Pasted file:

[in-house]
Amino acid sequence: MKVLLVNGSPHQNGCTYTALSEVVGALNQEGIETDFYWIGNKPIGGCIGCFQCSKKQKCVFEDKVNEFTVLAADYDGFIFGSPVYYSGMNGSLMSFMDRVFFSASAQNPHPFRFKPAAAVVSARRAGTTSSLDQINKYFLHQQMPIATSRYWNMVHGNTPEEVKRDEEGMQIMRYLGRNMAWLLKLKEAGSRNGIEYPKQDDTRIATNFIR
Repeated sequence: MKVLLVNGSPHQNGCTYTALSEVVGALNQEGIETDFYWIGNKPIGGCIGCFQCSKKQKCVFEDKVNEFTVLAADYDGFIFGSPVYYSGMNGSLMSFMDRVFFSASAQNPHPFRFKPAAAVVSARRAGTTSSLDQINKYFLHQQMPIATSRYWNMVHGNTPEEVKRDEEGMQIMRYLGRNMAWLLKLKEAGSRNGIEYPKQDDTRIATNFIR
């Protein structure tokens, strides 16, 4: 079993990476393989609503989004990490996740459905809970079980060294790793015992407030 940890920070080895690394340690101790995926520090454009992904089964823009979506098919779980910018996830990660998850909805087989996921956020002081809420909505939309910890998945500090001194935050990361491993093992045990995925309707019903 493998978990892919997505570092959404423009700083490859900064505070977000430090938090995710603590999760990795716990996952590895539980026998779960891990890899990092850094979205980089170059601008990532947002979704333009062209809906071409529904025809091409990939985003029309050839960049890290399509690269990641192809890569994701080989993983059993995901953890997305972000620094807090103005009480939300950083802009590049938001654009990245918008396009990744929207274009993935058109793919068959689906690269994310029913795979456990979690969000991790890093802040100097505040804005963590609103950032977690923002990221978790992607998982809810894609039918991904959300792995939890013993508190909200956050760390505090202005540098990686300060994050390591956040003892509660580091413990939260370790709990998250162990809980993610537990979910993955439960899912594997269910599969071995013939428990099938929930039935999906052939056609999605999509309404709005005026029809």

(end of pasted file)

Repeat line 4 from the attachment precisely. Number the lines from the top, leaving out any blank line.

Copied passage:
């Protein structure tokens, strides 16, 4: 079993990476393989609503989004990490996740459905809970079980060294790793015992407030 940890920070080895690394340690101790995926520090454009992904089964823009979506098919779980910018996830990660998850909805087989996921956020002081809420909505939309910890998945500090001194935050990361491993093992045990995925309707019903 493998978990892919997505570092959404423009700083490859900064505070977000430090938090995710603590999760990795716990996952590895539980026998779960891990890899990092850094979205980089170059601008990532947002979704333009062209809906071409529904025809091409990939985003029309050839960049890290399509690269990641192809890569994701080989993983059993995901953890997305972000620094807090103005009480939300950083802009590049938001654009990245918008396009990744929207274009993935058109793919068959689906690269994310029913795979456990979690969000991790890093802040100097505040804005963590609103950032977690923002990221978790992607998982809810894609039918991904959300792995939890013993508190909200956050760390505090202005540098990686300060994050390591956040003892509660580091413990939260370790709990998250162990809980993610537990979910993955439960899912594997269910599969071995013939428990099938929930039935999906052939056609999605999509309404709005005026029809």